Chuck Rich of Waterboro gets vaccinated by David Garriepy at the MaineHealth vaccination clinic in Sanford on Tuesday. Gregory Rec/Staff Photographer

Maine health officials reported 225 new cases of COVID-19 on Friday, but no additional deaths, as the state’s busiest vaccination week nears an end.

It’s the fourth time in the last three weeks that daily cases have gone over 200 – another reminder that virus transmission isn’t vanishing immediately with the increase in vaccinations.

And vaccinations are expected to slow down next week after several weeks of steady increases. Maine learned Thursday that its allotment of vaccines for next week is going to be significantly smaller. That news comes just as teachers and child care staff became eligible, joining residents 60 and older.

Maine will receive a total of 33,500 doses of Pfizer and Moderna vaccines but nothing from Johnson & Johnson, which had provided Maine with 15,000 doses this week. The state could still get additional doses that go directly to retail pharmacies as part of an arrangement with the federal government, but those allotments have not yet been finalized. This week, more than 55,000 doses arrived in Maine – the highest weekly total to date.

Also Friday, Gov. Janet Mills announced an updated phased-in plan to ease travel restrictions and allow businesses to open at greater capacity as the summer tourist season approaches. Most other public health measures, including the mask mandate, will remain in place.

The seven-day daily case average has been increasing slightly and stood at 167 on Friday, compared to 138 cases two weeks, or one incubation period, ago. This time last month, daily cases averaged nearly 300 after peaking at more than 600 in mid-January. Although cases have dropped dramatically since the post-holiday surge, they have been leveling off in many states, prompting concerns that the public might be relaxing before vaccines have a chance to work.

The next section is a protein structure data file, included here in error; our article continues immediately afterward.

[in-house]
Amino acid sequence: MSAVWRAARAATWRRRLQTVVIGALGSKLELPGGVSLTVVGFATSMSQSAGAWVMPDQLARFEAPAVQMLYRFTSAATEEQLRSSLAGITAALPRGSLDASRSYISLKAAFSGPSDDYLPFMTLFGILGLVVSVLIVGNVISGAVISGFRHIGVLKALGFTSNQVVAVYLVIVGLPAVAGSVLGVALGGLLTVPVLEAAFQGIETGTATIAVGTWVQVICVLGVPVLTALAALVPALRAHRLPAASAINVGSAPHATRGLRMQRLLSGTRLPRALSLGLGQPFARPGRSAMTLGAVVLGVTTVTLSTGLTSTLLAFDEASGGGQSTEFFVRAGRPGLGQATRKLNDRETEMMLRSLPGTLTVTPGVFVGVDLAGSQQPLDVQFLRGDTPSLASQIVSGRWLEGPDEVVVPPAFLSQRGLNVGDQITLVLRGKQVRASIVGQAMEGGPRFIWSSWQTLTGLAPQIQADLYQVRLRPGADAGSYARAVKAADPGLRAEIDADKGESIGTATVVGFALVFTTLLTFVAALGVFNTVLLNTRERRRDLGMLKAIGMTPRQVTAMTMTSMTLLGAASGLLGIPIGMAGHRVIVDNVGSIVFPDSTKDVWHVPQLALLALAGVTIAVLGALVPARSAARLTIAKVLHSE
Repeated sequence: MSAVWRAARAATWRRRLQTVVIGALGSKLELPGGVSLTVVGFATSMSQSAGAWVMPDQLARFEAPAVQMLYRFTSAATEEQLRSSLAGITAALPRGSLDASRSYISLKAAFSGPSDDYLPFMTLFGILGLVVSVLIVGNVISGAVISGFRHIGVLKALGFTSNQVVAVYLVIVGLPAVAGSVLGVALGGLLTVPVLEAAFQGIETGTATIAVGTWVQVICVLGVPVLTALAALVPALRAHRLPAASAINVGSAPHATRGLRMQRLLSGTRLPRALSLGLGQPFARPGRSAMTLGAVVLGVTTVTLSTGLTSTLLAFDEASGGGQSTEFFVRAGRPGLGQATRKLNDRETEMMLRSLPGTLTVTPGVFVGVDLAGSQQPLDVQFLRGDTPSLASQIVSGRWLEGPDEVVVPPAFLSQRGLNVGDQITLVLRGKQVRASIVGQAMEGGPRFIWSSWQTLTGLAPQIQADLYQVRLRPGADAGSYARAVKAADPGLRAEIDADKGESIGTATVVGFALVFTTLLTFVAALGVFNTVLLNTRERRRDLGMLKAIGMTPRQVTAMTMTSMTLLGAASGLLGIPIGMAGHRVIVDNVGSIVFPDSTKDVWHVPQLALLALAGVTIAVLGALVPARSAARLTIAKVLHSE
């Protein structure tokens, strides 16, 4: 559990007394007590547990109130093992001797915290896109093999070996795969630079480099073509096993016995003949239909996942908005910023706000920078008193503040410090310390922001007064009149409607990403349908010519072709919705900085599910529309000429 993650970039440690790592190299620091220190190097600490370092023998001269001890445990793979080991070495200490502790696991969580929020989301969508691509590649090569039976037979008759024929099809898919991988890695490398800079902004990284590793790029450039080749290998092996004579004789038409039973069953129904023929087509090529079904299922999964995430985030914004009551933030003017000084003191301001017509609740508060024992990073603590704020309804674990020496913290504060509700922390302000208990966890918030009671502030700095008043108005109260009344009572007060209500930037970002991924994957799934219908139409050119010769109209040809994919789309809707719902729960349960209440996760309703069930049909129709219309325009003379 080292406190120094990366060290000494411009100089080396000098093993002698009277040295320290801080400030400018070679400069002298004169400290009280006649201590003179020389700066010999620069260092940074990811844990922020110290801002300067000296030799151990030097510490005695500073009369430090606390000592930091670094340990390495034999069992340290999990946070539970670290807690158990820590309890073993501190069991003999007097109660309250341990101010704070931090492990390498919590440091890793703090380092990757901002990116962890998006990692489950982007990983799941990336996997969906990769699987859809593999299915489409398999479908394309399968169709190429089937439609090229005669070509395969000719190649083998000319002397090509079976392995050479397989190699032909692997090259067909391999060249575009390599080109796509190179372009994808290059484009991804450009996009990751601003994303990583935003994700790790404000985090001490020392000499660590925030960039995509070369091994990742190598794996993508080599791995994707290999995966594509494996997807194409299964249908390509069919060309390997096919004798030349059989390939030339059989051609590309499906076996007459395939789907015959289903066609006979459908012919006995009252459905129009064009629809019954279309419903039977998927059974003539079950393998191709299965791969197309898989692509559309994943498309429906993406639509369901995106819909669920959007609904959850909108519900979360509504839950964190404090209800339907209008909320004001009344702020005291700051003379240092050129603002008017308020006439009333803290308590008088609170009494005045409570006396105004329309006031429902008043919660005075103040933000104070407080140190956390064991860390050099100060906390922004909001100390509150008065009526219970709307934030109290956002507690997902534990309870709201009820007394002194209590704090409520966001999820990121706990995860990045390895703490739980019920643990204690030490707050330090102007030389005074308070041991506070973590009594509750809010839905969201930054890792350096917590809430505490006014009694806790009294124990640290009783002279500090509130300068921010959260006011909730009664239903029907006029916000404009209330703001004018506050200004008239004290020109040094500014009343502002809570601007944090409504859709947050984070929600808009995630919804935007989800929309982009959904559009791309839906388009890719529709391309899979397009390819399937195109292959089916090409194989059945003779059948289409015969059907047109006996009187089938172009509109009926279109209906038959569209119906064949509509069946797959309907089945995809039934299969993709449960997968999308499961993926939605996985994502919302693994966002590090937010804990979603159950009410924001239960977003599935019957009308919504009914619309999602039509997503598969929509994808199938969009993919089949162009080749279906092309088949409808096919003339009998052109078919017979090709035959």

In all, there have been 45,452 confirmed or probable cases in Maine since last March and 704 people have died with COVID-19, according to data tracked by the Maine Center for Disease Control and Prevention.

Hospitalizations have been leveling off as well. As of Friday, 74 individuals were hospitalized with COVID-19, including 24 in critical care and 10 on a ventilator. Over the last two weeks, hospitalizations have ranged from a low of 62 to a high of 75 after peaking at more than 200 in mid-January.

The state had administered 391,148 vaccinations as of Friday morning. Of those, 253,135 were first doses, which accounts for nearly 19 percent of the state’s population, and 138,013 people have been fully vaccinated, or just over 10 percent of residents. Roughly 72 percent of Mainers over the age of 70 have now received one shot.

Going forward, individuals who receive the Johnson & Johnson vaccine, which requires only one shot, will be counted in the fully vaccinated category. The vaccines produced by Pfizer and Moderna both require two shots, which are taken three to four weeks apart.

According to a state-by-state tracker of vaccination efforts by Bloomberg News, Maine has slipped in recent weeks and now ranks in the bottom half of states with 24.89 shots administered per 100 people. Maine had been in the top 10 last month.

Maine CDC Director Dr. Nirav Shah on Thursday acknowledged that troubling trend and said he’s working to find out why it’s happening. But he also said the increasing number of vaccine options – both large-scale and pharmacy-size – should help improve the efficiency of vaccinations.

Teachers and school and child care staff became eligible for vaccinations this week following a directive from President Biden to states to prioritize them. They join residents between the ages of 60 and 69. There are roughly 52,000 school personnel and child care staff in Maine, as well as nearly 200,000 residents in their 60s.

For the time being, retail pharmacies have been instructed to offer appointments exclusively to teachers, and school and child care staff.

On Friday afternoon, Mills and Shah toured the MaineHealth vaccination clinic at Scarborough Downs, where more than 1,000 people are receiving shots each day. Mills said during a media briefing after the tour that she is relieved to come out of her bubble after a long year of being mostly isolated, and to hear from others who feel the same.

“I’m so thrilled with the look on people’s faces, the exhilaration they feel especially after the second shot, the relief and the feeling they can live again,” she said.

Staff Writer Gillian Graham contributed to this story 

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